“Great Encounters” are book excerpts that chronicle famous encounters among twentieth-century cultural icons. This edition tells the story of an evening in Washington D.C., starring Woody Herman and Serge Chaloff
This holiday season, you may want to consider making “Millionaire Meatloaf,” a dish the late, great bass player Milt Hinton and trombonist Tyree Glenn conjured up while touring with Cab Calloway. This story is not only one of food, but also of the culinary creativity required of jazz musicians during a time of segregation, when even getting a meal was a tremendous challenge.
Claiming that his first order of business as president would be changing the name of the White House to the Blues House, Dizzy Gillespie’s run for President in 1964 wasn’t as illogical (or comical) as it seems on the surface. (In fact, given the ignorance of one of our current major party nominees, it is easy to write that Dizzy put much more thought into his vision for the country, and was without question more evolved as a candidate). As election day approaches, it is time to ask ourselves, what better time than today for a candidate whose platform includes disbanding the FBI and giving major foreign ambassadorships to jazz musicians?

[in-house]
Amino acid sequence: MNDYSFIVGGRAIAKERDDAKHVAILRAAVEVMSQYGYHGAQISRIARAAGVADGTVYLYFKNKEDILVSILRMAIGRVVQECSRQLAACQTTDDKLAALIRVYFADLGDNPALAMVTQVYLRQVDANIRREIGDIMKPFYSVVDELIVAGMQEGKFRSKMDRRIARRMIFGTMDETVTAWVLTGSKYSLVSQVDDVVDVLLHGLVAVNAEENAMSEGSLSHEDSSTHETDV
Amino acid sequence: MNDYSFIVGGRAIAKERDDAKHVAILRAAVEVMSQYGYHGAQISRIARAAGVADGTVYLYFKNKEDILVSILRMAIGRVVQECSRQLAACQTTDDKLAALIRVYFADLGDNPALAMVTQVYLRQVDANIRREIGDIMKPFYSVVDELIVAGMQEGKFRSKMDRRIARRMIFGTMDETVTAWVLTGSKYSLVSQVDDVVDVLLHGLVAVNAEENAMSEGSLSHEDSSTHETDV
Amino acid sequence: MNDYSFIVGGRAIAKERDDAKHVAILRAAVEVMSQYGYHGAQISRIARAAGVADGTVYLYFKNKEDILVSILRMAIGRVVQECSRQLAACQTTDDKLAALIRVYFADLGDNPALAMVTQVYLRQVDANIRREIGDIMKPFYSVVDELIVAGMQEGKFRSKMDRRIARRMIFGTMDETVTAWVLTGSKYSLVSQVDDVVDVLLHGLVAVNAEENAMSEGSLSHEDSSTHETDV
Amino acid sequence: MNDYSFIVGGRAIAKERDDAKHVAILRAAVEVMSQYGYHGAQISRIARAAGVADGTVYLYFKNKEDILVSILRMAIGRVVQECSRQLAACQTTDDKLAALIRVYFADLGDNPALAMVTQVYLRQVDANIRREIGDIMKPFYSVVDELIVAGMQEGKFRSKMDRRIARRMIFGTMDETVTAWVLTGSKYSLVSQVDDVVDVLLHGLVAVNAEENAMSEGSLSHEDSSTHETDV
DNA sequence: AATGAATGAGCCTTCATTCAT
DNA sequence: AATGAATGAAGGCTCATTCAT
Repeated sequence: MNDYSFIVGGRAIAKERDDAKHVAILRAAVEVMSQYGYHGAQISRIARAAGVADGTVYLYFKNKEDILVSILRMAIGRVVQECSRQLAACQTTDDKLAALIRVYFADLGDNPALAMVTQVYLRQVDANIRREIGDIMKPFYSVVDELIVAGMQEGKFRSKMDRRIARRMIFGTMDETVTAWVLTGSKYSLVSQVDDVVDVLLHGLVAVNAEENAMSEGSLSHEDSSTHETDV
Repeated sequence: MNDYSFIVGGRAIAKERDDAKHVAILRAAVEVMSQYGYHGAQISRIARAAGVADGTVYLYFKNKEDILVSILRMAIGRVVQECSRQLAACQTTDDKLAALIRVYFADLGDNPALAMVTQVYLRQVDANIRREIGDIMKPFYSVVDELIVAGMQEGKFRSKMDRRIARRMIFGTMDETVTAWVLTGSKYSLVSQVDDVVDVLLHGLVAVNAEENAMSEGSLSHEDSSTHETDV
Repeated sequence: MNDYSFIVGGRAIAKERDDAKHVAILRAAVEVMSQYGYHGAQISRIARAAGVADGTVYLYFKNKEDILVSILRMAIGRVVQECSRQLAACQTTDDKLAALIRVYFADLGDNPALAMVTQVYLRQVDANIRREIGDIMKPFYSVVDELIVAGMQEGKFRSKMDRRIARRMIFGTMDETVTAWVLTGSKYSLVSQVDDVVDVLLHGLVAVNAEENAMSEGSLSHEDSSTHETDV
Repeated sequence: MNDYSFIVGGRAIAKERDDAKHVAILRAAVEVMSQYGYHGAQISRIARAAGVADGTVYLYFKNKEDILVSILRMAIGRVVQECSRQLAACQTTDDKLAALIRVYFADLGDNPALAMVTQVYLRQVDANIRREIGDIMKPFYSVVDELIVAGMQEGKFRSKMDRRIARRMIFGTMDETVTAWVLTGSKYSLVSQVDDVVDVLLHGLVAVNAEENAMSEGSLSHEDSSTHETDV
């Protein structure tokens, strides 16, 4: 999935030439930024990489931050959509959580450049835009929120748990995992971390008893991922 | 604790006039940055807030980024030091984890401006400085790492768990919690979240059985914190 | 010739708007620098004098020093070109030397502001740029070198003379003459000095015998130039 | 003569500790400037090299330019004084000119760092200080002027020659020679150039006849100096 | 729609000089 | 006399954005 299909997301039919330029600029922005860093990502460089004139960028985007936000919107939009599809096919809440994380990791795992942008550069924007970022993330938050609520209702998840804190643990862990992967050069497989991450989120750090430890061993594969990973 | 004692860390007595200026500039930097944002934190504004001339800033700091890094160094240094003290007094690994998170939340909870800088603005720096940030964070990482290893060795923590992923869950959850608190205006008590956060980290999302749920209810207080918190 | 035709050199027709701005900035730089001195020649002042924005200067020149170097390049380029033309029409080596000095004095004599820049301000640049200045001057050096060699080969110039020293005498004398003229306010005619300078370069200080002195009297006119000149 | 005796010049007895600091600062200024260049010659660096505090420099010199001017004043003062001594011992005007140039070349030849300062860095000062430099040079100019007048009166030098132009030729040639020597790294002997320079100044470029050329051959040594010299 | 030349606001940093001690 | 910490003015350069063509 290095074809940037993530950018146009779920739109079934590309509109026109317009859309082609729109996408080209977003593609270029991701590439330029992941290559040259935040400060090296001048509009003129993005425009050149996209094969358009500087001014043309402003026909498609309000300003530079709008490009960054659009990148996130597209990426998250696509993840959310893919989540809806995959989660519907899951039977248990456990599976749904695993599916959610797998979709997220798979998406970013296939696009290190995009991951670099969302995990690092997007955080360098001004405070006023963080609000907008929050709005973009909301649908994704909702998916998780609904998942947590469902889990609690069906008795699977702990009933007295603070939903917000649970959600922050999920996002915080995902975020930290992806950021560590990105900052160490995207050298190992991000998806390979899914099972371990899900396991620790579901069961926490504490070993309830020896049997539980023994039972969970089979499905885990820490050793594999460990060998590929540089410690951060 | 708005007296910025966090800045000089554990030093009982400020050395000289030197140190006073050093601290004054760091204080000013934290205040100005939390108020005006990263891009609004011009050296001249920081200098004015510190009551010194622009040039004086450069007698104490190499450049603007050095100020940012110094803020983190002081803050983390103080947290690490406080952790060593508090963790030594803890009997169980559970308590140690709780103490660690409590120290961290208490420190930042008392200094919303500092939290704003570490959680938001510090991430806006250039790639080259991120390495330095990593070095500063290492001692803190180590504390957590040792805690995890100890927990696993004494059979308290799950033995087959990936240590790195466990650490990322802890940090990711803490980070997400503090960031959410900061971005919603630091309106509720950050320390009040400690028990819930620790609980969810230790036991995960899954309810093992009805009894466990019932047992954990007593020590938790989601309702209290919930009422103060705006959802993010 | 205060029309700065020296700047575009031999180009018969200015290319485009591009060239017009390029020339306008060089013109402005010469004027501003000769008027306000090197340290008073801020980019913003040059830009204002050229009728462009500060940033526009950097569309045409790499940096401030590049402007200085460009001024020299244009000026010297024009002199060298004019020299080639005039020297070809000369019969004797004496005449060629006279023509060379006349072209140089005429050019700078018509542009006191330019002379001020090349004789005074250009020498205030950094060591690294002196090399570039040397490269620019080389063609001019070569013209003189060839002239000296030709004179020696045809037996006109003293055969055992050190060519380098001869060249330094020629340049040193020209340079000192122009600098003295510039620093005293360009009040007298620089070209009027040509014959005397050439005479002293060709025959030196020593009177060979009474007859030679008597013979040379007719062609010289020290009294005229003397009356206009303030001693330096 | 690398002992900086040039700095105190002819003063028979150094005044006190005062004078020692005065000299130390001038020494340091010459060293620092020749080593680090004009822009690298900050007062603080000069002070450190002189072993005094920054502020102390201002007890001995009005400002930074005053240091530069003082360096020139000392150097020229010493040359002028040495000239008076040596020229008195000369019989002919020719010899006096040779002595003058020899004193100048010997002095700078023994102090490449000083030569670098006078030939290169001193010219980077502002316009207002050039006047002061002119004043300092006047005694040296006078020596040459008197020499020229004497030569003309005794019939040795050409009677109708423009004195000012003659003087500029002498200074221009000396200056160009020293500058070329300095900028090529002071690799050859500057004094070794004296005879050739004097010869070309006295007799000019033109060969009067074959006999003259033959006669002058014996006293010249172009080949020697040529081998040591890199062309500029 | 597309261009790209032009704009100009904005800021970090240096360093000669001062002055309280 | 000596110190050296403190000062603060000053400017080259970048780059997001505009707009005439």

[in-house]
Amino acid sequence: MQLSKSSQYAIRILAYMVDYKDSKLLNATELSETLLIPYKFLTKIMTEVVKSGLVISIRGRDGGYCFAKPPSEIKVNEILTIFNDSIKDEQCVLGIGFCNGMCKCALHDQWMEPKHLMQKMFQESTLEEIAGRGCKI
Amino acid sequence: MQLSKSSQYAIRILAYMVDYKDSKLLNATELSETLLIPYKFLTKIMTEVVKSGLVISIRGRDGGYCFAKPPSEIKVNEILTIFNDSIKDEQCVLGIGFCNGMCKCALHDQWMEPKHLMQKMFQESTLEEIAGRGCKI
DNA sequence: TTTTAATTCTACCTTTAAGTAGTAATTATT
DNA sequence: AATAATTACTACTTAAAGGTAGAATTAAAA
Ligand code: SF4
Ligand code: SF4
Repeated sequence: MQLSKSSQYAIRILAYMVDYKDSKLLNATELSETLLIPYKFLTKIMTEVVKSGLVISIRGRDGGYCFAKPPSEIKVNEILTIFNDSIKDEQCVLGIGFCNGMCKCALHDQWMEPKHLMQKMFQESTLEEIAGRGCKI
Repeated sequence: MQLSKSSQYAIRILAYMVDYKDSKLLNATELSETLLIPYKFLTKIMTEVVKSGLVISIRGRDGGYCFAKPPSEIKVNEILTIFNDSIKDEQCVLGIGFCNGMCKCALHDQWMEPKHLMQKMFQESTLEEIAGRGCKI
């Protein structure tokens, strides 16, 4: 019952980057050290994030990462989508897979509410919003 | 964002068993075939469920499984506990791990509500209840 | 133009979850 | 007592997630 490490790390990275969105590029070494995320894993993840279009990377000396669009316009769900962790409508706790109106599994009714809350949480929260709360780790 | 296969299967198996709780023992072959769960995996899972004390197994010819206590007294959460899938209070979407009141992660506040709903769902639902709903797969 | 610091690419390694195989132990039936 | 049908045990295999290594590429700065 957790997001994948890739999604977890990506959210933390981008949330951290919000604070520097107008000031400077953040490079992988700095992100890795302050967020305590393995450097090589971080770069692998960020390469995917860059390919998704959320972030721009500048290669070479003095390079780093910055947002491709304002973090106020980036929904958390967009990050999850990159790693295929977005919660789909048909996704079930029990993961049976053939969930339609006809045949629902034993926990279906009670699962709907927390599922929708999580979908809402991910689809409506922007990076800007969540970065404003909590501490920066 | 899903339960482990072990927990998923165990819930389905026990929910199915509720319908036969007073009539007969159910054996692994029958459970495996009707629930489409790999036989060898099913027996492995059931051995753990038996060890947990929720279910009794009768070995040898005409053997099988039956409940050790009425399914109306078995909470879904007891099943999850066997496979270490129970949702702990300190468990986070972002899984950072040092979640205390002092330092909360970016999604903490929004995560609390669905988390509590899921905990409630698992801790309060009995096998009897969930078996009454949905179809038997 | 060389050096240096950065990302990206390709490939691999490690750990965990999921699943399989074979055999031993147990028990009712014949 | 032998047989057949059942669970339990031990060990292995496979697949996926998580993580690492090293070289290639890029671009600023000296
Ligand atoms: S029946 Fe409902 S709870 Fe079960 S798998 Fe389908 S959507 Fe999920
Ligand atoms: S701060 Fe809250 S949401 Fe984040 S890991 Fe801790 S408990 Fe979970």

In his 1979 autobiography To Be, or not…to Bop, Dizzy devotes an entire chapter to the story of his experience as a candidate for the presidency. The entire
Really the Blues, the little-known but highly influential autobiographical work by jazz musician Mezz Mezzrow (co-written by Bernard Wolfe), is one man’s account of decades of jazz and American cultural history. The clarinetist’s colorful life – which he described in the 1946 counter-culture classic as having strayed “off the music” which led to his doing “my share of evil” – was adventurous, earthy, and jubilant, and was told not so much as a biography but as a novel that made “the Mezz” a hero with the era’s key counter-culture figures, including Allen Ginsberg and Jack Kerouac.
Much has been made of Mezzrow’s relationship with Louis Armstrong — he managed Armstrong for a time and dealt much of the “gauge” he craved, and Mezzrow’s reputation for dealing pot was so well known that “Mezz” became slang for marijuana. He is also remembered for his